Public sector set for shake-up

17 May 01
A leaked document from the Institute for Public Policy Research on the future relationship between public services and private contractors may foreshadow a total reorganisation of health, education and local government provision.

18 May 2001

As Tony Blair took the train to Birmingham to launch the Labour Party manifesto on May 16, the IPPR proposals threatened to overshadow the government's carefully vague scenario for improving public services.

The paper, details of which were published by the Guardian, calls for much greater involvement by the private sector in running public services, and suggests that the scope of private companies' activities should be widened.

It says local authorities should be made to publish an annual 'diversity' statement, showing how much of their budget is spent on in-house contractors, and how much goes on external firms. Under the plan, the Audit Commission would set a diversity target for under-performing authorities if it were thought that poor services were the result of failing to involve the private sector.

The document also recommends a major shake-up in health care provision, with contractors being drafted in to run health authorities and primary care trusts. They should also provide support to GPs – offering services such as payroll, administration and IT support – and should bid for the contracts to replace some 3,000 GPs' surgeries, it says.

The report does not rule out the possibility that an entire hospital, including the accident & emergency and intensive care units, could be run through the Private Finance Initiative, though it says at the moment such a move would not represent value for money.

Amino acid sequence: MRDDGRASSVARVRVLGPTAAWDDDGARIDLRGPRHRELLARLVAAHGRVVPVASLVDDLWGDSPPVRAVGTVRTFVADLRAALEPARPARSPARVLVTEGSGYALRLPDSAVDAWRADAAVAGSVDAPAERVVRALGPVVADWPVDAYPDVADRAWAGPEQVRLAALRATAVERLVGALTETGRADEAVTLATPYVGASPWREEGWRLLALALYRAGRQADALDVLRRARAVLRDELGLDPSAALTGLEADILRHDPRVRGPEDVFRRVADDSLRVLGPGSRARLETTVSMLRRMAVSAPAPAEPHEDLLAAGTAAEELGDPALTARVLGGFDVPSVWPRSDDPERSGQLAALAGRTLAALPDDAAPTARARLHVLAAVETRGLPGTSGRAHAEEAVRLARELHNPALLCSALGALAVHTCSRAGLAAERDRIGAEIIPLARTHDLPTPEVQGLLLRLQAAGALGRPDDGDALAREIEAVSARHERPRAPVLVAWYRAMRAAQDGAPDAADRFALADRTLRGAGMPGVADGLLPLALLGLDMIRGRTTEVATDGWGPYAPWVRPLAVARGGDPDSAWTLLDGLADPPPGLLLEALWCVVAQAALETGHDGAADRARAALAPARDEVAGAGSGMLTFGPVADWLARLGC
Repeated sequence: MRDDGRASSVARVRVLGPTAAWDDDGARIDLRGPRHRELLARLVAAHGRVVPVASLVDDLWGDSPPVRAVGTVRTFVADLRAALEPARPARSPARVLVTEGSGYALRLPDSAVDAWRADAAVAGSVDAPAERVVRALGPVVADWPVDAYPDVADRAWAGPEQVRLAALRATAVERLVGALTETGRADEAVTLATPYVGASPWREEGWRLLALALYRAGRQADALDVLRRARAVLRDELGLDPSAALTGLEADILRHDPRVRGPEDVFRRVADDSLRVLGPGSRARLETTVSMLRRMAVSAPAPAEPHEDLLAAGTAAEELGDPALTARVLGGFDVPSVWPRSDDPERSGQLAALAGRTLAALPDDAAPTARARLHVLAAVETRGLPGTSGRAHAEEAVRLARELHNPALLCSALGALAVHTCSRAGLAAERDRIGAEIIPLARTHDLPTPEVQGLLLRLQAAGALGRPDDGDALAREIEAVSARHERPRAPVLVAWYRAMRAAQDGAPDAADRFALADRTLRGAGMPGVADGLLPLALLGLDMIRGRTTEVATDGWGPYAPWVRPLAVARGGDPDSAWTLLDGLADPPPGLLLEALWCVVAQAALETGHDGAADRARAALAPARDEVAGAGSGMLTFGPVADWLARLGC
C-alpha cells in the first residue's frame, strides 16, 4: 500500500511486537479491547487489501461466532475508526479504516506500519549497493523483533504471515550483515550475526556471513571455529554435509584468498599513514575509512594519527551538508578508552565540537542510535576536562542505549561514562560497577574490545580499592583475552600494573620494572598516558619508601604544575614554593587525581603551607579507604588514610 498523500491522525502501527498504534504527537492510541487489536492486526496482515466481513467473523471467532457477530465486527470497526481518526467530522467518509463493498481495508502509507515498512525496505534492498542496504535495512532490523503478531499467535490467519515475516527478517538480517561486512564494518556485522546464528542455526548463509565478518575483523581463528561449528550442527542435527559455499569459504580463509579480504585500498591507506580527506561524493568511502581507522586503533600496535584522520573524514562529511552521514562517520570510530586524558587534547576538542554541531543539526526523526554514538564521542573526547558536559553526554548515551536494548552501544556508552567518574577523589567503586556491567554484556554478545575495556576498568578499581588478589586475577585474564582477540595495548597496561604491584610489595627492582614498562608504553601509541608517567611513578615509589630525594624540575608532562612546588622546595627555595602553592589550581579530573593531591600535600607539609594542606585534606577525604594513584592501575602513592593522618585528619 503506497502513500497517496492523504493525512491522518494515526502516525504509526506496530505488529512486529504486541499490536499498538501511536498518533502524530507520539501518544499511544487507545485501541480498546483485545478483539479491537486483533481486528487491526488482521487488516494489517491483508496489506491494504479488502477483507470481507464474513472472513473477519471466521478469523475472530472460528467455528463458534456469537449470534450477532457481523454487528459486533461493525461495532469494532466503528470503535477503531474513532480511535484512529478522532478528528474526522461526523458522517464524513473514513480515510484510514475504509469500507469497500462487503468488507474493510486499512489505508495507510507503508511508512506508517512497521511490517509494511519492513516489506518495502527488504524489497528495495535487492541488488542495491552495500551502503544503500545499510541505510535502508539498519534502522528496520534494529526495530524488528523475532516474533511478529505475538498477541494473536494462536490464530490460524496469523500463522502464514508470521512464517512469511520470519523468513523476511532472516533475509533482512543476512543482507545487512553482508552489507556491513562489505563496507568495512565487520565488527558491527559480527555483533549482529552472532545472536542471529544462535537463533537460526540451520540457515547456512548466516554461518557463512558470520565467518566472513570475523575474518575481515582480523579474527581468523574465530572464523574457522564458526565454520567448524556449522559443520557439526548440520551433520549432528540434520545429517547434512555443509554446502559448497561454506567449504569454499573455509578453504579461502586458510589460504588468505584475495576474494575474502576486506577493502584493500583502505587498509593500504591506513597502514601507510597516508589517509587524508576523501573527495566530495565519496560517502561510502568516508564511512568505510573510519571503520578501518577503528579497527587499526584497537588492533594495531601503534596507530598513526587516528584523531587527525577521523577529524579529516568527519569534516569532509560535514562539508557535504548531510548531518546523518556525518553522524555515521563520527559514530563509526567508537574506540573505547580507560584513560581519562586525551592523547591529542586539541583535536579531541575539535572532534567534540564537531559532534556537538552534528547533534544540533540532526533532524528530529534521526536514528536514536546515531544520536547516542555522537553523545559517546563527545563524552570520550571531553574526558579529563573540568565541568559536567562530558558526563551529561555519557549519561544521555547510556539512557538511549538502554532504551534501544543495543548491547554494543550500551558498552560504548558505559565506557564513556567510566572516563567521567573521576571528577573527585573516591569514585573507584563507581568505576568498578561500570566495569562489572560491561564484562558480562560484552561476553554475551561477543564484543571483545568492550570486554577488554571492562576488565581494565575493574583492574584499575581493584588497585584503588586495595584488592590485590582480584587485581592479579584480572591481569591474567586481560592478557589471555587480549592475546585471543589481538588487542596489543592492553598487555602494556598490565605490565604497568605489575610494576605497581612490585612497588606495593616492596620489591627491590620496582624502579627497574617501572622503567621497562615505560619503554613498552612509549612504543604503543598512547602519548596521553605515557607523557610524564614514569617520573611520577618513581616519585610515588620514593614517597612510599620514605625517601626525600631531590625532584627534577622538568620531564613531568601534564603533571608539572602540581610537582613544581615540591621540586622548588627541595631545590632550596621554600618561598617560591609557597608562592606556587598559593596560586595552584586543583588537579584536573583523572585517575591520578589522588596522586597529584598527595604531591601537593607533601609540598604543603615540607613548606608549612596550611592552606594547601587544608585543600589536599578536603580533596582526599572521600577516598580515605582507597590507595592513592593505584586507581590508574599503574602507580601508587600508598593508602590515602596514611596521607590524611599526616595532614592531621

The foreword to the paper, by Gavin Kelly, says: 'The rebuilding of Britain's infrastructure is one of the major tasks facing the government. Progress to date has been lamentable because of a noxious blend of financial constraints, managerial weakness and organisational timidity.'

Meanwhile Blair launched a Labour manifesto which promises 'fundamental reform' of public services. Pledges in the 44-page document, Ambitions for Britain, include giving more freedom to head teachers, improving standards in secondary schools, and recruiting an extra 10,000 teachers.

It also commits a Labour government to setting up surgical units to tackle waiting lists for operations, and increasing health spending by 6% above inflation for each of the next three years. It promises 20,000 more nurses and 10,000 more doctors, and maximum waiting times cut from six months to three months by the end of 2005.

On combating crime, Labour says it would carry out a sentencing review with the aim of handing out tougher punishments to criminals.

'There should be no barriers, no dogma, no vested interest that stands in the way of delivering the best services for our people,' Blair said.


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